Check out George Clinton’s psychedelic, funky, Afrofuturist vision in new exhibit

Written by Zeke Reed

George Clinton’s The Rhythm of Vision incorporates Afrofuturism, theatrical flourishes, and canine motifs as a nod to his famous song Atomic Dog. Courtesy of Jeffrey Deitch, Los Angeles. Photo by Josh White.

George Clinton, the famed frontman of Parliament Funkadelic, is known for creating a psychedelic, sci-fi universe through his music. Songs like Mothership Connection transport listeners to faraway galaxies of pharaohs, UFOs, and glittery leather jumpsuits. 

Now the master of funk is out with a new exhibition of his visual art entitled The Rhythm of Vision, which channels similar themes and influences. It’s on view now through January 14, 2023, at Jeffrey Deitch gallery.

“He's really developed this visual language, which you see a lot of in his music and album art as well, these characters coming to life,” remarks art critic Lindsay Preston Zappas. “He realized that he could almost approach art with the same kind of open-ended world-building that he does in his music.”

The exhibition coincides with the 40th anniversary of Clinton’s famous song Atomic Dog. Zappas describes how Clinton features canine motifs throughout his artwork.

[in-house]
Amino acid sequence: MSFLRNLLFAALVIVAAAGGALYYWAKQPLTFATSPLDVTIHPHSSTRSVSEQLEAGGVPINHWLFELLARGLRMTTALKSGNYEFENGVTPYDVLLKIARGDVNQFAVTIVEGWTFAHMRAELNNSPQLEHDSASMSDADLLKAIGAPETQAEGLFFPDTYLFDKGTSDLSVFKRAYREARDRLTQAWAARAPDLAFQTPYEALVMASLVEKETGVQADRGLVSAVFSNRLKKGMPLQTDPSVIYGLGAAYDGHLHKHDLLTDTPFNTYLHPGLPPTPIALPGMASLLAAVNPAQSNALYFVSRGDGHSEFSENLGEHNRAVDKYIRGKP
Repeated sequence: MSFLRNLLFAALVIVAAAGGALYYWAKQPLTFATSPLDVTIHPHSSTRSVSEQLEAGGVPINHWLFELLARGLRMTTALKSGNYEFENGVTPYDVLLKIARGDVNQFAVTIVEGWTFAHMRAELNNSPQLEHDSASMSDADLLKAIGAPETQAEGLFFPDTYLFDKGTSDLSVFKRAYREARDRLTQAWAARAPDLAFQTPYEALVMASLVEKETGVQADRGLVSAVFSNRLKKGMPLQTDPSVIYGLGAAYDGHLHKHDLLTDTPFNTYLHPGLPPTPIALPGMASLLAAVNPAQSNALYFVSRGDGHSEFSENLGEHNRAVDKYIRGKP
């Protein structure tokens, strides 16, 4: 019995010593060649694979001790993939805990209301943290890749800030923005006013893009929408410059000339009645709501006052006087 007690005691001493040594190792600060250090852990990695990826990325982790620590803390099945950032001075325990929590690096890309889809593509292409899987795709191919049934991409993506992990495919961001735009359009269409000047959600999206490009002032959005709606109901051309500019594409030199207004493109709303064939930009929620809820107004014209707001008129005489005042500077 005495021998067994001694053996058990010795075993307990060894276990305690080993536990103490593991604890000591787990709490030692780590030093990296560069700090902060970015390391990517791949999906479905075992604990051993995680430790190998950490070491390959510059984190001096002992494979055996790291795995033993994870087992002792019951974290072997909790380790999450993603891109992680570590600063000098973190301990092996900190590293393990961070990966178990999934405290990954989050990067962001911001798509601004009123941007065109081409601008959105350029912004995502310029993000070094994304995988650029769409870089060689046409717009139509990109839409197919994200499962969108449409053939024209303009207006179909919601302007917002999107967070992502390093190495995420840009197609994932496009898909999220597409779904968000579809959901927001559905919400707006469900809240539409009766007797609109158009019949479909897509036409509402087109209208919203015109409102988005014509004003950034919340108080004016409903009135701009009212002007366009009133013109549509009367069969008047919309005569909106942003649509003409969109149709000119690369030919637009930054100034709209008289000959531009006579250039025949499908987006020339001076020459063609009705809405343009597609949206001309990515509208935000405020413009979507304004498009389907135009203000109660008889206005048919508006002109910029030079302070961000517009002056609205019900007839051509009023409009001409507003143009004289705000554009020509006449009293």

“Across the paintings in the show, you see this dog cartoon repeated. In some of the paintings, you'll see a simple spray-painted outline. In others, a dog shape becomes filled with collage elements. In some, it's almost as if that triangular dog head morphs into an alien head … or it becomes a UFO.”

No stranger to bold statements in his music or costuming, Clinton incorporates this sensibility into his visual work. “His music is so theatrical,” says Zappas. “I think his paintings … feel improvisational and layered. And some of them become narrative as well.”

In addition to Clinton’s own work, the exhibition features a custom-built stage from artist and self-proclaimed “Funkateer/afronaut” Lauren Halsey.

Zappas describes the technicolor stage: “[It has a] built-up mound that’s spraypainted to look like the cosmos. There's a throne made out of shiny CDs. There're figures emerging from this cosmic mound, and there are these spaceships floating above, hands coming down from the clouds.”

As part of a gallery activation, Clinton performed spoken word poetry with a backing band shortly after the exhibition’s opening. But as it turns out, this wasn’t the first time he played music in the building. 

According to Zappas, “The building actually used to be a recording studio called Radio Recorders, and Clinton has recorded several of his songs in that space over the years.” The venue provides a fitting landing zone for this intergalactic pioneer.